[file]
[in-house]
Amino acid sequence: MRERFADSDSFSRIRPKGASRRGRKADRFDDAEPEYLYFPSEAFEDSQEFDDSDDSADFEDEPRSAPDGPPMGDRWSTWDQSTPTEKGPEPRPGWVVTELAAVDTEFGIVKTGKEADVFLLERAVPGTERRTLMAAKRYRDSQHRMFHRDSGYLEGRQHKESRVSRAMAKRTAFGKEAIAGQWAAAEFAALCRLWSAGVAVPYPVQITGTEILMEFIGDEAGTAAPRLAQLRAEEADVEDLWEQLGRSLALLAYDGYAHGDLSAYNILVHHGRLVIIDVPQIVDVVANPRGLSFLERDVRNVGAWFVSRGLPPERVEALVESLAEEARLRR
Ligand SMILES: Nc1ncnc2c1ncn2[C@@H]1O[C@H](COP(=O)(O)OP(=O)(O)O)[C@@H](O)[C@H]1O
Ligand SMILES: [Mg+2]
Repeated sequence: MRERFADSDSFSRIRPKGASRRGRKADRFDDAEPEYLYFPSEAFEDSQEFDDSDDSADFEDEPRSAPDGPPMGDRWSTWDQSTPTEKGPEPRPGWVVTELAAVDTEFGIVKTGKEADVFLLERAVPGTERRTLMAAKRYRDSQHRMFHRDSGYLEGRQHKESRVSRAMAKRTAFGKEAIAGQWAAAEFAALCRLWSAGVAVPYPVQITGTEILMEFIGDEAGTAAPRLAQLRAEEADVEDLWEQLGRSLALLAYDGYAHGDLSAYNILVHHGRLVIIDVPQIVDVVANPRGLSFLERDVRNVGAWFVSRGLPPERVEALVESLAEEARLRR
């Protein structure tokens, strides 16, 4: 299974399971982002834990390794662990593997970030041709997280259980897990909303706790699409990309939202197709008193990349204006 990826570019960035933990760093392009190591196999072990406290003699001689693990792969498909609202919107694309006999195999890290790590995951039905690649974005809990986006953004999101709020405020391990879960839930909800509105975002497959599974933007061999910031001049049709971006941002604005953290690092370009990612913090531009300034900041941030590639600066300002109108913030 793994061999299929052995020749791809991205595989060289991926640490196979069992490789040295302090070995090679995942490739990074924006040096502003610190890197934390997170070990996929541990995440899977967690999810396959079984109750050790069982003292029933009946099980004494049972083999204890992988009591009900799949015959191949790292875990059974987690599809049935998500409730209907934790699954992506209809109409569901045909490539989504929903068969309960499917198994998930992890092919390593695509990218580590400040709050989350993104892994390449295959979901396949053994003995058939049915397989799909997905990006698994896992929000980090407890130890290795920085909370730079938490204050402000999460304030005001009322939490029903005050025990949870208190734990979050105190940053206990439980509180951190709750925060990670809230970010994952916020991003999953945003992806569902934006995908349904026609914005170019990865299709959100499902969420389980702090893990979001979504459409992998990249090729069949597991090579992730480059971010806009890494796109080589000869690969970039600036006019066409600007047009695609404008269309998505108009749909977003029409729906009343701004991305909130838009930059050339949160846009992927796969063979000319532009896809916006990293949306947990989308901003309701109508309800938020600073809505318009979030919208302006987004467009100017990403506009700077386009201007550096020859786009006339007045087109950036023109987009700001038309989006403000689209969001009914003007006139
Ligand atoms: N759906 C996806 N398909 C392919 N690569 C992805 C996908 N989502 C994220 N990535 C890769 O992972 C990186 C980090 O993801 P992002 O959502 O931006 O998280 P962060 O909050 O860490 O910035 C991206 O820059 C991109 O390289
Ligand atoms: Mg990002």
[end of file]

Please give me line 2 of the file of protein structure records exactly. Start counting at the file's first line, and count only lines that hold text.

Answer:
Amino acid sequence: MRERFADSDSFSRIRPKGASRRGRKADRFDDAEPEYLYFPSEAFEDSQEFDDSDDSADFEDEPRSAPDGPPMGDRWSTWDQSTPTEKGPEPRPGWVVTELAAVDTEFGIVKTGKEADVFLLERAVPGTERRTLMAAKRYRDSQHRMFHRDSGYLEGRQHKESRVSRAMAKRTAFGKEAIAGQWAAAEFAALCRLWSAGVAVPYPVQITGTEILMEFIGDEAGTAAPRLAQLRAEEADVEDLWEQLGRSLALLAYDGYAHGDLSAYNILVHHGRLVIIDVPQIVDVVANPRGLSFLERDVRNVGAWFVSRGLPPERVEALVESLAEEARLRR